The coronavirus severe acute respiratory syndrome (COVID-19) pandemic has placed increased stress on healthcare workers (HCWs). While anxiety and post-traumatic stress have been evaluated in HCWs during previous pandemics, moral injury, a construct historically evaluated in military populations, has not. We hypothesized that the experience of moral injury and psychiatric distress among HCWs would increase over time during the pandemic and vary with resiliency factors. From a convenience sample, we performed an email-based, longitudinal survey of HCWs at a tertiary care hospital between March and July 2020. Surveys measured occupational and resilience factors and psychiatric distress and moral injury, assessed by the Impact of Events Scale-Revised and the Moral Injury Events Scale, respectively. Responses were assessed at baseline, 1-month, and 3-month time points. Moral injury remained stable over three months, while distress declined. A supportive workplace environment was related to lower moral injury whereas a stressful, less supportive environment was associated with increased moral injury. Distress was not affected by any baseline occupational or resiliency factors, though poor sleep at baseline predicted more distress. Overall, our data suggest that attention to improving workplace support and lowering workplace stress may protect HCWs from adverse emotional outcomes.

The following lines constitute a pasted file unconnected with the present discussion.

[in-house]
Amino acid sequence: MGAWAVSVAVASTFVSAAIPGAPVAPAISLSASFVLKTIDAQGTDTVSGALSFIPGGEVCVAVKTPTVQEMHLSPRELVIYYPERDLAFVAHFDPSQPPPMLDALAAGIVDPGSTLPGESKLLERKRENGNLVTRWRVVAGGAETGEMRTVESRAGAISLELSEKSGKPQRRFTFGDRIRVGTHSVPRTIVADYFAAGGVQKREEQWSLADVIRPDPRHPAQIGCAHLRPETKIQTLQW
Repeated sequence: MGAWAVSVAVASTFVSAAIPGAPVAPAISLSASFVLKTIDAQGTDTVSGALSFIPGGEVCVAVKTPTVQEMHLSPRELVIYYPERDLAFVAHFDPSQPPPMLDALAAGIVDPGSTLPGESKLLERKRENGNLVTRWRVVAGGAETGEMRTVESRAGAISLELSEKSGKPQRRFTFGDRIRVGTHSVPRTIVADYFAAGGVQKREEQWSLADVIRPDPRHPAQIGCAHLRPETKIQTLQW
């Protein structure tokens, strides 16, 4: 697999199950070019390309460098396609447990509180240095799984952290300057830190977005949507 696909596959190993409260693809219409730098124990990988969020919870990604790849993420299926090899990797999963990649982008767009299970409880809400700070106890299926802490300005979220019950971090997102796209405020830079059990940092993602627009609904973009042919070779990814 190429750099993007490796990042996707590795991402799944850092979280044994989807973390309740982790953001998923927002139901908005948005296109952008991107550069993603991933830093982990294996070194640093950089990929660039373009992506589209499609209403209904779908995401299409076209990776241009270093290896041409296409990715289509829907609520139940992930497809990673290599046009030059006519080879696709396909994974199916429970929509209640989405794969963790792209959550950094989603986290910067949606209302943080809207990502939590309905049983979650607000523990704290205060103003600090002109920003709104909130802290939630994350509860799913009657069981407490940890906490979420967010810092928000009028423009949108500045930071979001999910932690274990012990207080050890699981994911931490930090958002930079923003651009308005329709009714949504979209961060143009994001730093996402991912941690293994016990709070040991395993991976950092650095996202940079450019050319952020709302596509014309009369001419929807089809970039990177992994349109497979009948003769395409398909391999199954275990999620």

Keywords: COVID-19; PTSD; burnout; healthcare worker; longitudinal; moral injury; physician; resident; resilience; stress.